altitude, altitude sickness, exercise, hypoxia
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Caudwell Xtreme Everest, Xtreme Everest 2009, Xtreme Everest 2 investigators (2021) Physiological responses during ascent to high altitude and the incidence of acute mountain sickness. Physiological Reports, 9 (7), [e14809]. (doi:10.14814/phy2.14809).

Record type: Article

Abstract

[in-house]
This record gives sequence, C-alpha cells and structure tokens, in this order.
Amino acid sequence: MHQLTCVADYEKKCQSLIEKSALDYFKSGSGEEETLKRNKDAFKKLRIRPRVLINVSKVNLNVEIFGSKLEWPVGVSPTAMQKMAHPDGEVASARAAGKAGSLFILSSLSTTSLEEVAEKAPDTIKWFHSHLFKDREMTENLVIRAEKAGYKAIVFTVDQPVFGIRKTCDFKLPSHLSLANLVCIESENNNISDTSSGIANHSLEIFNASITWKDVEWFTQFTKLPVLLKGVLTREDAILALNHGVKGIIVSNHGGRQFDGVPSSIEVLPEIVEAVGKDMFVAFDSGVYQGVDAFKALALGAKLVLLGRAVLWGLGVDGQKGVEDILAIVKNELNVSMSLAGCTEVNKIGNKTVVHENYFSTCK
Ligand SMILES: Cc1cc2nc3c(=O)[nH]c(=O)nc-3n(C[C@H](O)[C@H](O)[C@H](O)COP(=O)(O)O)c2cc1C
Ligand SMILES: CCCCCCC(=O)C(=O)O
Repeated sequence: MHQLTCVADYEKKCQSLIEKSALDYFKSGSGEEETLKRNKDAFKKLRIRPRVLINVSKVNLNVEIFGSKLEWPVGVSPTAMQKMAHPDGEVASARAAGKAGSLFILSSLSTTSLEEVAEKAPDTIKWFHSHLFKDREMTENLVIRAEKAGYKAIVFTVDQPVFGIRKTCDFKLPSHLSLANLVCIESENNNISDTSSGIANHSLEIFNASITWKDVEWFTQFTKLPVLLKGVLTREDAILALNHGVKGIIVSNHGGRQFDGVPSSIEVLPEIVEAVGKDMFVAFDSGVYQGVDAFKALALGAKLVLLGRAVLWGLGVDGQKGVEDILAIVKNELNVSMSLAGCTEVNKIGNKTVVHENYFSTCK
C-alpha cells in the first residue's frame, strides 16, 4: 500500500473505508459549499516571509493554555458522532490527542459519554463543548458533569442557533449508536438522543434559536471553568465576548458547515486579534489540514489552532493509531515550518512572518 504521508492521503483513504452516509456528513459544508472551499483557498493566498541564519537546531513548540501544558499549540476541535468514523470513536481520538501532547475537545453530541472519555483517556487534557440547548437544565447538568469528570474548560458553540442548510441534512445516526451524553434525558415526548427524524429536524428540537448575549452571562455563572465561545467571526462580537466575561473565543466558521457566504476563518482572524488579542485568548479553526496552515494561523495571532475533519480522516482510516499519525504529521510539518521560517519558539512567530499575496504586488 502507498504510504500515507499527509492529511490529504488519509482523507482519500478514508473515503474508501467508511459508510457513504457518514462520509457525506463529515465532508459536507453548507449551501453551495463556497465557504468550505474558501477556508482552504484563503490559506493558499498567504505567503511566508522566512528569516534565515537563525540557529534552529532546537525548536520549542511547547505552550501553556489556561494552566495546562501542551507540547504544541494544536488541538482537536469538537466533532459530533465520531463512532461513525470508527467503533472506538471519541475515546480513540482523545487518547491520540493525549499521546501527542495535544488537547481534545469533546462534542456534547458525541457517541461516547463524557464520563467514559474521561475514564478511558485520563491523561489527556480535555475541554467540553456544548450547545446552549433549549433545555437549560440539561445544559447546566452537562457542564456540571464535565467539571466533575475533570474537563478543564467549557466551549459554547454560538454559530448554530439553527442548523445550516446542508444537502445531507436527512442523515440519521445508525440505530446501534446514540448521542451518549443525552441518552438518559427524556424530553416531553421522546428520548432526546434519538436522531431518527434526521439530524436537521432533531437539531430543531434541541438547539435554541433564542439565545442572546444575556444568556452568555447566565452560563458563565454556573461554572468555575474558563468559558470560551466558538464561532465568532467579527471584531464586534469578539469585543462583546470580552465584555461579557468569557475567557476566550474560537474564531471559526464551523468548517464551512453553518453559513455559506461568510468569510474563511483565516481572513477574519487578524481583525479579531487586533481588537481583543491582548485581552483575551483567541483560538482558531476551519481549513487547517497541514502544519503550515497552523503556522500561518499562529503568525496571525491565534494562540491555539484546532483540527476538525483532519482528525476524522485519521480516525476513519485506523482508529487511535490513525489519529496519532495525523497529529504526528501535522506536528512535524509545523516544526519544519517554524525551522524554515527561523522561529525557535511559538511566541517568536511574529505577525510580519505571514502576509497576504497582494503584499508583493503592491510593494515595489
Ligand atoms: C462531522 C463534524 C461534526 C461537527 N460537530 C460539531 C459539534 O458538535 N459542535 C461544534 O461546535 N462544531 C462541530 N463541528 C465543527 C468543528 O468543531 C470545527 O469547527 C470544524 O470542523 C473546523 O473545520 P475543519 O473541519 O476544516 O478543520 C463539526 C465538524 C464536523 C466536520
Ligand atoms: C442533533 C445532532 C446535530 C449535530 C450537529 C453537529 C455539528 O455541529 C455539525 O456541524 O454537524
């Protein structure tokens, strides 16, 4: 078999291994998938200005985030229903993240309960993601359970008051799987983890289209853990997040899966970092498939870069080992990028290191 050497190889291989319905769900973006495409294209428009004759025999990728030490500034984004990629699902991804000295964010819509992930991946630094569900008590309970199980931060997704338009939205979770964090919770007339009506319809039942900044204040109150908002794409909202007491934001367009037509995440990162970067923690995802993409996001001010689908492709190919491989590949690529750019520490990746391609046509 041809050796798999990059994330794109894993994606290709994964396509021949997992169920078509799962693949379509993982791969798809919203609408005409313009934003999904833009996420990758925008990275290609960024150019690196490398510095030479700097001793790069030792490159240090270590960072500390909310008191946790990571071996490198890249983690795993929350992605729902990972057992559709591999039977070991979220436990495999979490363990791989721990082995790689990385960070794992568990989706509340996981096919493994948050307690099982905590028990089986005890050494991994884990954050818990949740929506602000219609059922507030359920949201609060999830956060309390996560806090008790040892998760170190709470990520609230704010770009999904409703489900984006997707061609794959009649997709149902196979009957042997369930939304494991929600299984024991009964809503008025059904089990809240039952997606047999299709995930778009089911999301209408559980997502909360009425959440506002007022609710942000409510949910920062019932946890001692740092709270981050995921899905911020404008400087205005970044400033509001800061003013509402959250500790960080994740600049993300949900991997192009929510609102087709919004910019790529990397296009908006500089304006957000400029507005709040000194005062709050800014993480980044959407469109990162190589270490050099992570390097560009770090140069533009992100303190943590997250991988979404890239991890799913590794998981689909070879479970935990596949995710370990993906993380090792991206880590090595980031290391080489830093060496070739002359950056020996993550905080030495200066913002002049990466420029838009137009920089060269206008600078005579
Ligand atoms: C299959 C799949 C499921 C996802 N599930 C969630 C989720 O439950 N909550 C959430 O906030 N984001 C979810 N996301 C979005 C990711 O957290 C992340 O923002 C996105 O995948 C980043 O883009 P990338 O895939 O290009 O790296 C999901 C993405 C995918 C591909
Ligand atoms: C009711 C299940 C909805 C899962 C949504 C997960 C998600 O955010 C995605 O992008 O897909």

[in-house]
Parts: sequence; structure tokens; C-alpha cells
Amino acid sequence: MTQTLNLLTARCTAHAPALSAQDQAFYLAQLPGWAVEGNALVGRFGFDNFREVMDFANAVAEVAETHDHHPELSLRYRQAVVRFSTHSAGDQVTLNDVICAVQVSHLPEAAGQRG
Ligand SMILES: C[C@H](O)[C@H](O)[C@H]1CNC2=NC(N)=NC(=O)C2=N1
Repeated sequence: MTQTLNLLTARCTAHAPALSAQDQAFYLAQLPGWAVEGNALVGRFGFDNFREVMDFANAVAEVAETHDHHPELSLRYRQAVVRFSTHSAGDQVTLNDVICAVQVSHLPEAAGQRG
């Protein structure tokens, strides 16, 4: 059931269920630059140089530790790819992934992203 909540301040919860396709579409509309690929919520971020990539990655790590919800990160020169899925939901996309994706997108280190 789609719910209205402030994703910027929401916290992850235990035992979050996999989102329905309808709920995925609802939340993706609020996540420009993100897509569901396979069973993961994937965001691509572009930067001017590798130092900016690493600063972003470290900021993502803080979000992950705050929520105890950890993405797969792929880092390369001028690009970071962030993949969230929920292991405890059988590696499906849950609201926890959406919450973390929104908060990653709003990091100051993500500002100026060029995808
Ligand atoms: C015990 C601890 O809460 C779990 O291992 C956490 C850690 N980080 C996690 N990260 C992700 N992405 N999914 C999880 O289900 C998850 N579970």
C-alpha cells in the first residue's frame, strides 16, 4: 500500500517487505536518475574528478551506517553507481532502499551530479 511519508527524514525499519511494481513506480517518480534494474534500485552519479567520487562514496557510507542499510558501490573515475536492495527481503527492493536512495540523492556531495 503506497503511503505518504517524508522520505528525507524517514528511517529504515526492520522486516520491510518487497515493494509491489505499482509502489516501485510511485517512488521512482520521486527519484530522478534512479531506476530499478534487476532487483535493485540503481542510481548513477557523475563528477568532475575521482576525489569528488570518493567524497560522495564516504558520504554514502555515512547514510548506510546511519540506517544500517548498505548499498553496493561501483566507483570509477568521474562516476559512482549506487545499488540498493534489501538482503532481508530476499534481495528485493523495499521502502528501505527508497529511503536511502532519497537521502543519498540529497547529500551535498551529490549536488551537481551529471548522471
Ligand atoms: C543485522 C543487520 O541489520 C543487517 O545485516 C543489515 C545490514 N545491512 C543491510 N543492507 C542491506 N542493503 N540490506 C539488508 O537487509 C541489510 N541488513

Acute mountain sickness (AMS) occurs when there is failure of acclimatisation to high altitude. The aim of this study was to describe the relationship between physiological variables and the incidence of AMS during ascent to 5300 m. A total of 332 lowland-dwelling volunteers followed an identical ascent profile on staggered treks. Self-reported symptoms of AMS were recorded daily using the Lake Louise score (mild 3–4; moderate-severe ≥5), alongside measurements of physiological variables (heart rate, respiratory rate (RR), peripheral oxygen saturation (SpO2) and blood pressure) before and after a standardised Xtreme Everest Step-Test (XEST). The overall occurrence of AMS among participants was 73.5% (23.2% mild, 50.3% moderate–severe). There was no difference in gender, age, previous AMS, weight or body mass index between participants who developed AMS and those who did not. Participants who had not previously ascended >5000 m were more likely to get moderate-to-severe AMS. Participants who suffered moderate-to-severe AMS had a lower resting SpO2 at 3500 m (88.5 vs. 89.6%, p = 0.02), while participants who suffered mild or moderate-to-severe AMS had a lower end-exercise SpO2 at 3500 m (82.2 vs. 83.8%, p = 0.027; 81.5 vs. 83.8%, p < 0.001 respectively). Participants who experienced mild AMS had lower end-exercise RR at 3500 m (19.2 vs. 21.3, p = 0.017). In a multi-variable regression model, only lower end-exercise SpO2 (OR 0.870, p < 0.001) and no previous exposure to altitude >5000 m (OR 2.740, p-value 0.003) predicted the development of moderate-to-severe AMS. The Xtreme Everest Step-Test offers a simple, reproducible field test to help predict AMS, albeit with relatively limited predictive precision.